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Chronorama
Photographic Treasures of the 20th Century

15.02.2024 to 20.05.2024
Museum für Fotografie

Following its highly successful premiere at the Palazzo Grassi in Venice, the Helmut Newton Foundation, in cooperation with the Pinault Collection, is showing 250 works by outstanding photographers of the 20th century, including Helmut Newton, Diane Arbus, Robert Frank and Irving Penn.

The photographs on view from the François Pinault Collection ‒ covering the genres of portraits, fashion, still lifes, architecture and photojournalism ‒ span from 1910 to the late 1970s and include works from the renowned Condé Nast Archive. Arranged chronologically, they serve as examples of developments in fashion history and mirror radical social changes in the Western world.

Numerous Works by Helmut Newton Shown for the First Time

This impressive collection also includes works by Helmut Newton. In the 1950s, Newton worked for diverse Condé Nast magazines, chiefly for Vogue and Vanity Fair. Most of the photos Newton contributed to these publications are making their public debut at the Helmut Newton Foundation in Berlin.

In addition to Helmut Newton, the exhibition assembles a selection of other well-known photographers, including Diane Arbus, Cecil Beaton, David Bailey, John Deakin, Robert Frank, Evelyn Hofer, Horst P. Horst, George Hoyningen-Huene, Peter Hujar, William Klein, Lisette Model, Ugo Mulas, Irving Penn, Bert Stern, Deborah Turbeville, and Chris von Wangenheim.

Photographic Travels in Time

Chronorama is a fascinating compendium of rare vintage prints, which were once used as print templates for magazines. The exhibition offers a unique view into the beginnings of photographic staging, the evolving interpretation of contemporary fashion trends, and aspects of culture, lifestyle and world events. Arranged by decades, this photographic journey through time begins in 1910 when Condé Nast took over the publication of Vogue magazine.

The exhibition walls also feature colour illustrations from the 1910s and 1920s, representing sales strategies formerly used by fashion magazines. Photography became the leading medium starting in the 1950s. The earliest colour image on display, from 1952, can be traced to Irving Penn ‒ indicating a visual evolution from the black-and-white era to the brilliance of colour.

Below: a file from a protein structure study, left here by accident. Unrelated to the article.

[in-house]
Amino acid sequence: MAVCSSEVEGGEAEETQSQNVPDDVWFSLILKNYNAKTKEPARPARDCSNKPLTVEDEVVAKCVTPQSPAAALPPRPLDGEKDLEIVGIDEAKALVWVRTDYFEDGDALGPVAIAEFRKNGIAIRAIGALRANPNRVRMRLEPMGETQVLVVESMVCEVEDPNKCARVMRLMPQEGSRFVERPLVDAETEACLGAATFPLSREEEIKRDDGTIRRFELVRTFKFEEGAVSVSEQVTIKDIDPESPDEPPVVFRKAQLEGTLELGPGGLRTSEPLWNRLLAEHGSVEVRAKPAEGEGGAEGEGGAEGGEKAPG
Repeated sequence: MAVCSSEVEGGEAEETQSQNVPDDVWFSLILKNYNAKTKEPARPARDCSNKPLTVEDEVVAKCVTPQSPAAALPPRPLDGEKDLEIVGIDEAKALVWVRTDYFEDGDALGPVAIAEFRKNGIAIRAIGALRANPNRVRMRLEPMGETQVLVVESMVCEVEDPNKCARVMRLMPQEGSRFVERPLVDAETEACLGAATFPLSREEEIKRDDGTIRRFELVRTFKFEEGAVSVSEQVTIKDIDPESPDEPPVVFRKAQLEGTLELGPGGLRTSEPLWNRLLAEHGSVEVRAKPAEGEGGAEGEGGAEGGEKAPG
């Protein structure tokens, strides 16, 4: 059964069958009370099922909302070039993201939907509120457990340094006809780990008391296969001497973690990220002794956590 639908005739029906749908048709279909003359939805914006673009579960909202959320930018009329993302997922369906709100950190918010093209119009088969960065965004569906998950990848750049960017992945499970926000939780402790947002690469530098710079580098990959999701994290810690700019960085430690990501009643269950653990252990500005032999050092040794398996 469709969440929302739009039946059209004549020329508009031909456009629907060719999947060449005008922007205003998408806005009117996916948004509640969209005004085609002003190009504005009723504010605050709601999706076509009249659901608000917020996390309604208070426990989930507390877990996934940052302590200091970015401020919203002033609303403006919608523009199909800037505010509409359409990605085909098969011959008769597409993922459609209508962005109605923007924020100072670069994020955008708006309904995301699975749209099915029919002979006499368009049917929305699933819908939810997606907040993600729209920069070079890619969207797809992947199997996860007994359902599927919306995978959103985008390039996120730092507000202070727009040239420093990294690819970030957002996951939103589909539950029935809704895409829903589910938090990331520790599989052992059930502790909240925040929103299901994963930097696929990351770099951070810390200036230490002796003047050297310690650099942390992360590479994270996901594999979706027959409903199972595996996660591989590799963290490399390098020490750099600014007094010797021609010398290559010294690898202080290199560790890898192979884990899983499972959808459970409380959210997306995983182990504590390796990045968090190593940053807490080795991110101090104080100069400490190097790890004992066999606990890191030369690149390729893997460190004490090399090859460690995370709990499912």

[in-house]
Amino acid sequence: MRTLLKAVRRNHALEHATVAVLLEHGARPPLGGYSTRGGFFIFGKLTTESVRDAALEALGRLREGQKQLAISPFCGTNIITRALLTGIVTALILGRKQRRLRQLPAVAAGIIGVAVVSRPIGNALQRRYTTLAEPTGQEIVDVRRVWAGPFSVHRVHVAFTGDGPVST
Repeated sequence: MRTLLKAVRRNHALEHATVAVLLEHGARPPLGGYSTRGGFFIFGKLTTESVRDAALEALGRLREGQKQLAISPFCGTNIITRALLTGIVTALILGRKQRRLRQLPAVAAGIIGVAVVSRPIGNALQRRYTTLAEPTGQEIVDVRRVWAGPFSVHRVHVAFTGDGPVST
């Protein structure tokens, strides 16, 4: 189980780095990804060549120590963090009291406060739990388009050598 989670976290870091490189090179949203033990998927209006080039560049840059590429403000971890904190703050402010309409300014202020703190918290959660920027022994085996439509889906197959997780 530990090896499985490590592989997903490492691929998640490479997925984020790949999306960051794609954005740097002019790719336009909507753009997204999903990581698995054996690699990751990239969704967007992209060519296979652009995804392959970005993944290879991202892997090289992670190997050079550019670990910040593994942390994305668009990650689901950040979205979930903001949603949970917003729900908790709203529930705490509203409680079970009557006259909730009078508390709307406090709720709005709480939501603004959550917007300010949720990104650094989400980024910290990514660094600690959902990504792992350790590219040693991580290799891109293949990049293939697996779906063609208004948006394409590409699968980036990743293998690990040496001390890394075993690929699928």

Panorama of 20th Century Icons

The exhibition turns the spotlight on people, featuring portraits of 20th-century icons from the fields of music, art, sports and politics. It takes us into opulent interiors and elegant beauty salons, revealing fascinating photo experiments. In addition, visitors are shown the war destruction inflicted on London and the newly built Empire State Building in New York.

Team of Curators

The exhibition is curated by Matthieu Humery, photography consultant for the Pinault Collection, and Matthias Harder, director of the Helmut Newton Foundation.

Exhibition Catalogue

A catalogue publication accompanies the exhibition.

CHRONORAMA REDUX: Daniel Spivakov in the Project Room of the Helmut Newton Foundation

These enigmatic images somehow seem familiar, or at least certain elements of the motifs do. Consisting of multiple layers. They appear simultaneously figurative and abstract. Painter Daniel Spivakov engages with a preexisting image he selects himself, typically sourced from art or photography history, which he prints onto the canvas. Then, he overlays this image with expressive figures, applying quick brushstrokes. The faces in this second layer often resemble Spivakov’s own, transforming each painting into a form of self-portrait. By superimposing himself as a mimetic layer onto the art-historical backdrop, he creates a dialogue spanning time and generations. The paintings, reminiscent of a grisaille (a gray-toned painting), are punctuated with splashes of yellow and red.

Daniel Spivakov, born in 1996 and represented by Stallmann galleries in Berlin, is an artist, who strives for truthfulness in his work. In 2023, he completed three large-format canvases at his studio in Venice. Each canvas comprises three parts that have been screwed together to form a layered triptych. These works were first presented shortly after completion as part of the complementary exhibition Chronorama Redux at Palazzo Grassi, and are now making their debut in Germany.


A special exhibition of the Helmut Newton Foundation at the Museum für Fotografie – Staatliche Museen zu Berlin

Helmut Newton Stiftung

Jebensstraße 2
10623 Berlin

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